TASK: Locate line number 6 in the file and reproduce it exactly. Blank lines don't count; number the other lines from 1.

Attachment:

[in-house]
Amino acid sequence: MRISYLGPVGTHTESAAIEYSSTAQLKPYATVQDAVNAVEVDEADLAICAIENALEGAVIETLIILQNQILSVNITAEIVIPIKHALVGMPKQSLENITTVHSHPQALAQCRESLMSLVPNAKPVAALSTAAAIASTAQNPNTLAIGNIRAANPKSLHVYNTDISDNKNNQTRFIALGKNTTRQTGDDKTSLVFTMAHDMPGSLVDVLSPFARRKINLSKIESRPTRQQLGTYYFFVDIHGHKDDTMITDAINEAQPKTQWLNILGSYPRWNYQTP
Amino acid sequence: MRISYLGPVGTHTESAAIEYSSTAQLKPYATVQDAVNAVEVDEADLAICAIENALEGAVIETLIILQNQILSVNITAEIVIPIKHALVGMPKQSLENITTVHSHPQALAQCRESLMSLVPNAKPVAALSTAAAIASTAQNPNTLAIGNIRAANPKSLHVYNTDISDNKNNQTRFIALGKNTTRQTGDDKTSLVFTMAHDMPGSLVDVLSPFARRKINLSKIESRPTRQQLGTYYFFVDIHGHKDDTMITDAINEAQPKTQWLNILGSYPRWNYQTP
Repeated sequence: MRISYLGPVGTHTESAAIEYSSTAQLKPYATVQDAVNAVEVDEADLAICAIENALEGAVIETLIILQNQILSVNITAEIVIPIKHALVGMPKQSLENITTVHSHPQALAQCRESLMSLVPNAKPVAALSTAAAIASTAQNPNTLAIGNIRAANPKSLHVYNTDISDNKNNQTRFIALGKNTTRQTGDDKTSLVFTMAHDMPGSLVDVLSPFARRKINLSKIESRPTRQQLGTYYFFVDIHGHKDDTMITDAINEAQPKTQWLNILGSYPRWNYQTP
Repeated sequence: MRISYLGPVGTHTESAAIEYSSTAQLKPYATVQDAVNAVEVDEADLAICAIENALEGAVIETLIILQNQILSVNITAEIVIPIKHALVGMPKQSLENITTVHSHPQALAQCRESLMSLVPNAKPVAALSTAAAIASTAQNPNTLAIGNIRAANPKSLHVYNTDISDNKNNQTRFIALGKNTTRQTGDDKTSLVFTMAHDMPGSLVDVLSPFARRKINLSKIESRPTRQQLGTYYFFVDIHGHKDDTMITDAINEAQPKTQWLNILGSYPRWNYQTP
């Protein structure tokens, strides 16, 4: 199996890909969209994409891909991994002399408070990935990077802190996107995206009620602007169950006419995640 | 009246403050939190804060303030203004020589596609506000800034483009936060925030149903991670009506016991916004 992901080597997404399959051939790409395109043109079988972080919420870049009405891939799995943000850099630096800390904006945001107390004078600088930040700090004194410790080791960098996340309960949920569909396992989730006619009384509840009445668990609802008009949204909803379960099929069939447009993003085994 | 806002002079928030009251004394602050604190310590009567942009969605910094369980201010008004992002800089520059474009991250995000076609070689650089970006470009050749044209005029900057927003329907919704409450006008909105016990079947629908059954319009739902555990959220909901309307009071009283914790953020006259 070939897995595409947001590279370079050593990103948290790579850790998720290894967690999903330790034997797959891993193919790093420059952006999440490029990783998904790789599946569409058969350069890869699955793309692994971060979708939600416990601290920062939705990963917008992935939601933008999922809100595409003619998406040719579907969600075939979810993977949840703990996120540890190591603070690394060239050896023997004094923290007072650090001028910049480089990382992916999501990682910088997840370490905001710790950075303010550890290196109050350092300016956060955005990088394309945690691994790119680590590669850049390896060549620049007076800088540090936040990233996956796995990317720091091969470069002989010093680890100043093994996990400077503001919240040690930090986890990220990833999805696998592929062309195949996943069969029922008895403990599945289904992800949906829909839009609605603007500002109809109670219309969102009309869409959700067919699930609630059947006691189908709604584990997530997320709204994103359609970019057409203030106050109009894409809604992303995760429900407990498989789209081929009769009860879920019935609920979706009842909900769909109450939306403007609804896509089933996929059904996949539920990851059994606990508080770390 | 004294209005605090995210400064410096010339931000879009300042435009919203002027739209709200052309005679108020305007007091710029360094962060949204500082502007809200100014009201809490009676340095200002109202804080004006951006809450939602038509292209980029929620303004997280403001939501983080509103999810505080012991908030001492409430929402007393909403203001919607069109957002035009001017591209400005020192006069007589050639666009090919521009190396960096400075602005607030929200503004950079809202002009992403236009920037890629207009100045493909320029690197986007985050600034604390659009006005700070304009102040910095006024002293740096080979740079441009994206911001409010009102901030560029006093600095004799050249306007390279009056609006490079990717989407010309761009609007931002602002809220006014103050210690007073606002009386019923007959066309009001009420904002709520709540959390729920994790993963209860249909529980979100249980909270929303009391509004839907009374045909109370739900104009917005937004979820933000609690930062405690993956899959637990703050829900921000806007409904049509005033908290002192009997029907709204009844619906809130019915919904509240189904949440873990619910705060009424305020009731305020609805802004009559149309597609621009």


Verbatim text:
């Protein structure tokens, strides 16, 4: 199996890909969209994409891909991994002399408070990935990077802190996107995206009620602007169950006419995640 | 009246403050939190804060303030203004020589596609506000800034483009936060925030149903991670009506016991916004 992901080597997404399959051939790409395109043109079988972080919420870049009405891939799995943000850099630096800390904006945001107390004078600088930040700090004194410790080791960098996340309960949920569909396992989730006619009384509840009445668990609802008009949204909803379960099929069939447009993003085994 | 806002002079928030009251004394602050604190310590009567942009969605910094369980201010008004992002800089520059474009991250995000076609070689650089970006470009050749044209005029900057927003329907919704409450006008909105016990079947629908059954319009739902555990959220909901309307009071009283914790953020006259 070939897995595409947001590279370079050593990103948290790579850790998720290894967690999903330790034997797959891993193919790093420059952006999440490029990783998904790789599946569409058969350069890869699955793309692994971060979708939600416990601290920062939705990963917008992935939601933008999922809100595409003619998406040719579907969600075939979810993977949840703990996120540890190591603070690394060239050896023997004094923290007072650090001028910049480089990382992916999501990682910088997840370490905001710790950075303010550890290196109050350092300016956060955005990088394309945690691994790119680590590669850049390896060549620049007076800088540090936040990233996956796995990317720091091969470069002989010093680890100043093994996990400077503001919240040690930090986890990220990833999805696998592929062309195949996943069969029922008895403990599945289904992800949906829909839009609605603007500002109809109670219309969102009309869409959700067919699930609630059947006691189908709604584990997530997320709204994103359609970019057409203030106050109009894409809604992303995760429900407990498989789209081929009769009860879920019935609920979706009842909900769909109450939306403007609804896509089933996929059904996949539920990851059994606990508080770390 | 004294209005605090995210400064410096010339931000879009300042435009919203002027739209709200052309005679108020305007007091710029360094962060949204500082502007809200100014009201809490009676340095200002109202804080004006951006809450939602038509292209980029929620303004997280403001939501983080509103999810505080012991908030001492409430929402007393909403203001919607069109957002035009001017591209400005020192006069007589050639666009090919521009190396960096400075602005607030929200503004950079809202002009992403236009920037890629207009100045493909320029690197986007985050600034604390659009006005700070304009102040910095006024002293740096080979740079441009994206911001409010009102901030560029006093600095004799050249306007390279009056609006490079990717989407010309761009609007931002602002809220006014103050210690007073606002009386019923007959066309009001009420904002709520709540959390729920994790993963209860249909529980979100249980909270929303009391509004839907009374045909109370739900104009917005937004979820933000609690930062405690993956899959637990703050829900921000806007409904049509005033908290002192009997029907709204009844619906809130019915919904509240189904949440873990619910705060009424305020009731305020609805802004009559149309597609621009």